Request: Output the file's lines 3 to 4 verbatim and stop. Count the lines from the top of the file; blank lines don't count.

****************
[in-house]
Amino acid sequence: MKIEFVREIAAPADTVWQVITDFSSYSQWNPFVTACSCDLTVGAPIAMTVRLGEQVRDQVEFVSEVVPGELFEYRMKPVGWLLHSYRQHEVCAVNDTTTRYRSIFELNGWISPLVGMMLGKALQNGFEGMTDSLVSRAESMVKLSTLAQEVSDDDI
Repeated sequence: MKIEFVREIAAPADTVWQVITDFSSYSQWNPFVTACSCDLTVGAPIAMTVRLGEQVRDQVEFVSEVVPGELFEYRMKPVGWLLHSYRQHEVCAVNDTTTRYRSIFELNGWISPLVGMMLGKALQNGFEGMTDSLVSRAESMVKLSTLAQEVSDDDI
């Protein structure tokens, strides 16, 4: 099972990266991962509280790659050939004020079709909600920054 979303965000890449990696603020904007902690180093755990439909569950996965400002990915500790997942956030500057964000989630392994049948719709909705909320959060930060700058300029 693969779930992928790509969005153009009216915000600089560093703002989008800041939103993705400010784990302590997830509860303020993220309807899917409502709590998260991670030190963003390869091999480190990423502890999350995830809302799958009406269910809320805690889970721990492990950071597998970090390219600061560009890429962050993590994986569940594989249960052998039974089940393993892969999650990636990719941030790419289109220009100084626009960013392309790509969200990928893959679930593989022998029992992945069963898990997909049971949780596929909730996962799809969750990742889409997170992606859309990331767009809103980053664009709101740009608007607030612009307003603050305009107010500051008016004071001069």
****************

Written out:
Repeated sequence: MKIEFVREIAAPADTVWQVITDFSSYSQWNPFVTACSCDLTVGAPIAMTVRLGEQVRDQVEFVSEVVPGELFEYRMKPVGWLLHSYRQHEVCAVNDTTTRYRSIFELNGWISPLVGMMLGKALQNGFEGMTDSLVSRAESMVKLSTLAQEVSDDDI
């Protein structure tokens, strides 16, 4: 099972990266991962509280790659050939004020079709909600920054 979303965000890449990696603020904007902690180093755990439909569950996965400002990915500790997942956030500057964000989630392994049948719709909705909320959060930060700058300029 693969779930992928790509969005153009009216915000600089560093703002989008800041939103993705400010784990302590997830509860303020993220309807899917409502709590998260991670030190963003390869091999480190990423502890999350995830809302799958009406269910809320805690889970721990492990950071597998970090390219600061560009890429962050993590994986569940594989249960052998039974089940393993892969999650990636990719941030790419289109220009100084626009960013392309790509969200990928893959679930593989022998029992992945069963898990997909049971949780596929909730996962799809969750990742889409997170992606859309990331767009809103980053664009709101740009608007607030612009307003603050305009107010500051008016004071001069």